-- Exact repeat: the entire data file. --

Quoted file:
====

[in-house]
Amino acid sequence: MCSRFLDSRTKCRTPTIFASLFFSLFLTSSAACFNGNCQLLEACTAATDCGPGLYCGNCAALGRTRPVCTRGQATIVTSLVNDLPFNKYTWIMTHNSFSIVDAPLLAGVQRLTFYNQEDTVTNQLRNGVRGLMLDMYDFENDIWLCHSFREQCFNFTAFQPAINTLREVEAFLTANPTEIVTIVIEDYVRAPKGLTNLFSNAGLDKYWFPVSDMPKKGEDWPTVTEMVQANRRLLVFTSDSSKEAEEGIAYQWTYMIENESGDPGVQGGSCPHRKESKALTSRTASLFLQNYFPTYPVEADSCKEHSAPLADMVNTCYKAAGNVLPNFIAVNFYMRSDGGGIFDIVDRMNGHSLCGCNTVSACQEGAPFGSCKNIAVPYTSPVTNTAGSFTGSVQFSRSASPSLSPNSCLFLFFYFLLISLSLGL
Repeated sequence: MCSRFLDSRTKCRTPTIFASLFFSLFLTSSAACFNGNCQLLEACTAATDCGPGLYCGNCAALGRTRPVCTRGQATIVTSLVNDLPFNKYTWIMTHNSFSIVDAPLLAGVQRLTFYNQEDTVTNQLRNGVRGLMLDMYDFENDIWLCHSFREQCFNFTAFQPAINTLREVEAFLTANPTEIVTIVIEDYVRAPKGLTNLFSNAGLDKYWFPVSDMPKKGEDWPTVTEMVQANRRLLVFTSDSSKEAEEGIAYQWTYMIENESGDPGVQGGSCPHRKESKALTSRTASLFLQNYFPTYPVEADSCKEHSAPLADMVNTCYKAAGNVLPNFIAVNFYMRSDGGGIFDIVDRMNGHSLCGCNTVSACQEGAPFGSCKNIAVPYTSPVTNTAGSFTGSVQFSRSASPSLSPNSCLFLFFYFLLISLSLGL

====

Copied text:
[in-house]
Amino acid sequence: MCSRFLDSRTKCRTPTIFASLFFSLFLTSSAACFNGNCQLLEACTAATDCGPGLYCGNCAALGRTRPVCTRGQATIVTSLVNDLPFNKYTWIMTHNSFSIVDAPLLAGVQRLTFYNQEDTVTNQLRNGVRGLMLDMYDFENDIWLCHSFREQCFNFTAFQPAINTLREVEAFLTANPTEIVTIVIEDYVRAPKGLTNLFSNAGLDKYWFPVSDMPKKGEDWPTVTEMVQANRRLLVFTSDSSKEAEEGIAYQWTYMIENESGDPGVQGGSCPHRKESKALTSRTASLFLQNYFPTYPVEADSCKEHSAPLADMVNTCYKAAGNVLPNFIAVNFYMRSDGGGIFDIVDRMNGHSLCGCNTVSACQEGAPFGSCKNIAVPYTSPVTNTAGSFTGSVQFSRSASPSLSPNSCLFLFFYFLLISLSLGL
Repeated sequence: MCSRFLDSRTKCRTPTIFASLFFSLFLTSSAACFNGNCQLLEACTAATDCGPGLYCGNCAALGRTRPVCTRGQATIVTSLVNDLPFNKYTWIMTHNSFSIVDAPLLAGVQRLTFYNQEDTVTNQLRNGVRGLMLDMYDFENDIWLCHSFREQCFNFTAFQPAINTLREVEAFLTANPTEIVTIVIEDYVRAPKGLTNLFSNAGLDKYWFPVSDMPKKGEDWPTVTEMVQANRRLLVFTSDSSKEAEEGIAYQWTYMIENESGDPGVQGGSCPHRKESKALTSRTASLFLQNYFPTYPVEADSCKEHSAPLADMVNTCYKAAGNVLPNFIAVNFYMRSDGGGIFDIVDRMNGHSLCGCNTVSACQEGAPFGSCKNIAVPYTSPVTNTAGSFTGSVQFSRSASPSLSPNSCLFLFFYFLLISLSLGL